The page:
What teaching teaches CEOs

Lifehacker recently published an article that particularly resonated with me: Six Things I Learned from Teaching That I Still Use in Everyday Life. The lessons I learned teaching for four years at Naval Nuclear Power School continue to help me to this day. The number one lesson that author Melanie Pinola cites is especially applicable for CEOs: Don’t Assume Another Person Understands What You’ve Said (or Did Not Say).

Book Launch Party Sept. 11 at Capital Factory

Fellow Austinites and those who may be in the Austin area on September 11: You are cordially invited to attend my book launch party at Capital Factory! We’ll be celebrating the publication of my first book, “The CEO Tightrope.” This book has been years in the making and is my attempt – based on my […]

Why CEOs suck and how to suck less

It’s part of my mission every day to address this topic via this blog, my upcoming book, my company Khorus, and in many other ways. It is also the title of my proposed session at SXSW Las Vegas, which is summarized below. Voting for which sessions will be held during the conference ends tomorrow, May 9, so […]

Are you better at relating to employees or setting performance targets?

Most leaders tend to be better at either building relationships with employees or setting strong performance requirements for them, but the best CEOs and managers do both equally well. This is the focus of my latest article for Forbes – The Critical Balance CEOs and Managers Must Strike To Get Results – where I provide […]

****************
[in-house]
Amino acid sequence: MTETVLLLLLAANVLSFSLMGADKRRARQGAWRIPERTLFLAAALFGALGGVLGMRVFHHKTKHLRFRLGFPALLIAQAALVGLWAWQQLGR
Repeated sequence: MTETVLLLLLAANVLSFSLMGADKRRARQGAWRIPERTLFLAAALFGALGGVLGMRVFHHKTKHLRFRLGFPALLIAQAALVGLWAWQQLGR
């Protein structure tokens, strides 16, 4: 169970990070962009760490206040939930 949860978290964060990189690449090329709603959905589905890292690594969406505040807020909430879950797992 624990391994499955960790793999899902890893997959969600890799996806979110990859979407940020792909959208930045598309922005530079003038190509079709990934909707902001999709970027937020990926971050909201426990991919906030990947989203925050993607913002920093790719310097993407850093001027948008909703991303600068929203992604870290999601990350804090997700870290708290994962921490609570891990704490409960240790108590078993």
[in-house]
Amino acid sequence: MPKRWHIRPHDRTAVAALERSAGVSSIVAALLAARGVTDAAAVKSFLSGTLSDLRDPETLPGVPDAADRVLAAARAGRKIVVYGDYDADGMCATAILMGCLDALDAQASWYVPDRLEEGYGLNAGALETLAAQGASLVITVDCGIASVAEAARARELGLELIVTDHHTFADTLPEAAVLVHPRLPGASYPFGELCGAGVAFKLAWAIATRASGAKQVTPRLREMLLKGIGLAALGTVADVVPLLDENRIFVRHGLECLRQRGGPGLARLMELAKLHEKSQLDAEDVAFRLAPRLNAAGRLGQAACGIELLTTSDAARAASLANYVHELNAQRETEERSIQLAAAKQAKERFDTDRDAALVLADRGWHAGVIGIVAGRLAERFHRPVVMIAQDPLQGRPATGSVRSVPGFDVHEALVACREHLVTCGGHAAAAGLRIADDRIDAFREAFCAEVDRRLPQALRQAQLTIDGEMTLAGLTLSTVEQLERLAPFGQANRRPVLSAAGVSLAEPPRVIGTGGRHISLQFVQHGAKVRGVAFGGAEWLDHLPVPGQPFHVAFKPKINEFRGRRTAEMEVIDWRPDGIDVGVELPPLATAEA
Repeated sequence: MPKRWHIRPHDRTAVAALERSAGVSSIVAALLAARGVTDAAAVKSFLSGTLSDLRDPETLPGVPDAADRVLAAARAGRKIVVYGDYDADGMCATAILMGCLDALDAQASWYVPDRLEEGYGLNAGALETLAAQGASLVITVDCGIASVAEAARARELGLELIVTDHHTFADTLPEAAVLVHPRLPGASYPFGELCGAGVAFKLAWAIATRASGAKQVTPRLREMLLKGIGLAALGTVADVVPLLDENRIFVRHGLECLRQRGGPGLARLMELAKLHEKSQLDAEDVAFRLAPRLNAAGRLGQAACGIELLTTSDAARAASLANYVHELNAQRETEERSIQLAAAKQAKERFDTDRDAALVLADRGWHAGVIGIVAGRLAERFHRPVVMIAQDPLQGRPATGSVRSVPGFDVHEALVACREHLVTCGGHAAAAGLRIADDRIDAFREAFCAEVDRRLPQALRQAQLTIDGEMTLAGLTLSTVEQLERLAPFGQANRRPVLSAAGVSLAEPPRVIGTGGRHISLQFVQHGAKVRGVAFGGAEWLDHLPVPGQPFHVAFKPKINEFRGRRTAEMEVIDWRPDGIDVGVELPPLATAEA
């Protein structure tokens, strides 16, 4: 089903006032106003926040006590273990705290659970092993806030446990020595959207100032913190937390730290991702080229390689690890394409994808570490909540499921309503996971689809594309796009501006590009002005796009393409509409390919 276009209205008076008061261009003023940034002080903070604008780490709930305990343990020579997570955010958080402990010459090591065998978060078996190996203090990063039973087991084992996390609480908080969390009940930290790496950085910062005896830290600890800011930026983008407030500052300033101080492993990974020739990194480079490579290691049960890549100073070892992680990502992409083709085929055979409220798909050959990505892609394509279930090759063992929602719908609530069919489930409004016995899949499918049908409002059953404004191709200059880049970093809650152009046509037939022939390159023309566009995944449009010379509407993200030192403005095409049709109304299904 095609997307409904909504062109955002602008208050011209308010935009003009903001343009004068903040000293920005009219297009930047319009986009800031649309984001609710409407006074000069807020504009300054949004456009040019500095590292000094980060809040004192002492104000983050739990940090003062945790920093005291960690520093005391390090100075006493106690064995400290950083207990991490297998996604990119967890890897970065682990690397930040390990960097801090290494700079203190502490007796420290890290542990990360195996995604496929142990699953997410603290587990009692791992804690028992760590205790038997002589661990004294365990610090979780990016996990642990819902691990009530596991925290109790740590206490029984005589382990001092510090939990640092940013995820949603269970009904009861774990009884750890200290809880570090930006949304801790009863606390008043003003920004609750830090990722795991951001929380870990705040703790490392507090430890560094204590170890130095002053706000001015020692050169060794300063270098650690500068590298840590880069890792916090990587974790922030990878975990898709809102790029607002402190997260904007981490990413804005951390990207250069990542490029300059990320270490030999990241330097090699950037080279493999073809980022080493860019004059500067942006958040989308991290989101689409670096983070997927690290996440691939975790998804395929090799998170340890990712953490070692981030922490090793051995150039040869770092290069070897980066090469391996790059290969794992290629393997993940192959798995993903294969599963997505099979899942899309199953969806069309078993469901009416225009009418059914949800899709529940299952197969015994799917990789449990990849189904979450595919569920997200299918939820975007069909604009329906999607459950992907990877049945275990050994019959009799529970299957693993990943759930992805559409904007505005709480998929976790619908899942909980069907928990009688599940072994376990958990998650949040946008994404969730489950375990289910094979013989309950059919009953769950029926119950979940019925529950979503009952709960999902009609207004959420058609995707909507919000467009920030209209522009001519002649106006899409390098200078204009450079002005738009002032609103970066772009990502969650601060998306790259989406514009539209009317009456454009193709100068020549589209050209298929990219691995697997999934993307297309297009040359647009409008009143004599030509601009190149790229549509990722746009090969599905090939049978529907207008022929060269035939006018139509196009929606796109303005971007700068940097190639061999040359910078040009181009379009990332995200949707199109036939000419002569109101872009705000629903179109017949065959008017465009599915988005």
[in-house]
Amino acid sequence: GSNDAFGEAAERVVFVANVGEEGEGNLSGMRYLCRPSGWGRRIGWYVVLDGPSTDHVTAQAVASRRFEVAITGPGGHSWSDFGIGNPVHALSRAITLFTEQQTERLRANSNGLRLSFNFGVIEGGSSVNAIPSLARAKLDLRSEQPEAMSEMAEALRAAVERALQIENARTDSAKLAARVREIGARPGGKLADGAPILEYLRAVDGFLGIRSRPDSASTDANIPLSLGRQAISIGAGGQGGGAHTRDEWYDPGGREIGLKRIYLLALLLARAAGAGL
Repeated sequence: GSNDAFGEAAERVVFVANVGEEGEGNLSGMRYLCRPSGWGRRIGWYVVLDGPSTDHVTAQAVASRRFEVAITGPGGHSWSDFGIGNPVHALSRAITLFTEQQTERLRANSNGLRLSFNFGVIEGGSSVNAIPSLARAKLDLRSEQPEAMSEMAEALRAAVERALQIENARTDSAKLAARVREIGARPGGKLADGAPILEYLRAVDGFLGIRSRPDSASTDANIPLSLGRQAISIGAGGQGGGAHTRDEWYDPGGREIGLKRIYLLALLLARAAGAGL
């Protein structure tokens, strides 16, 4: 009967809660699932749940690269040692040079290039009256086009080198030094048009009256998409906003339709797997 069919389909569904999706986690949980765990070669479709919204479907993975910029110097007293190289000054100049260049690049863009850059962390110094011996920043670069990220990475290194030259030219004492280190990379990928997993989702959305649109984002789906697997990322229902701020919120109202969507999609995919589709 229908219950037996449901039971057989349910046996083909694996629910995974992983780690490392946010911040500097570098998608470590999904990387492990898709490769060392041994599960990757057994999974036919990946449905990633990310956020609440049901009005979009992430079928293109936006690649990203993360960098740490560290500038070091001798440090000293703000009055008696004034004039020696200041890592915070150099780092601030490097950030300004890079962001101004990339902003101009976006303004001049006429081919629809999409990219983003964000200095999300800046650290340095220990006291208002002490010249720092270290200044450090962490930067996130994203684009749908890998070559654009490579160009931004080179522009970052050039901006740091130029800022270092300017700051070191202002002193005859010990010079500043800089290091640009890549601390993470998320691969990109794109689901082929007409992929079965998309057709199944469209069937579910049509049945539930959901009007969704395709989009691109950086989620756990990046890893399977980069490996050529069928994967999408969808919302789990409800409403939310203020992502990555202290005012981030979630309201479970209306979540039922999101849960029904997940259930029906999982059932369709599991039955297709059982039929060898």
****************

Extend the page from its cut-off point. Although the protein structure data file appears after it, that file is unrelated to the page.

Why do so many companies want to fire their CEO? – CBS News

Why do so many companies want to fire their CEO? – CBS News

This is a great article written by Margaret Heffernan for CBS Moneywatch. She discusses how CEOs are not prepared for the role and therefore don’t know what to do when they achieve it (my mantra for this blog). As I’ve written about before, most CEOs have gotten the job because they were superstar performers in their careers, meaning they have specialized knowledge in marketing, sales, engineering or another function. But the CEO role entails a unique set of responsibilities. As Heffernan says, “But once they assume senior executive positions, they need entirely different skills: networking, knowledge-gathering, consensus building, listening. They should be good at this – so why aren’t they?”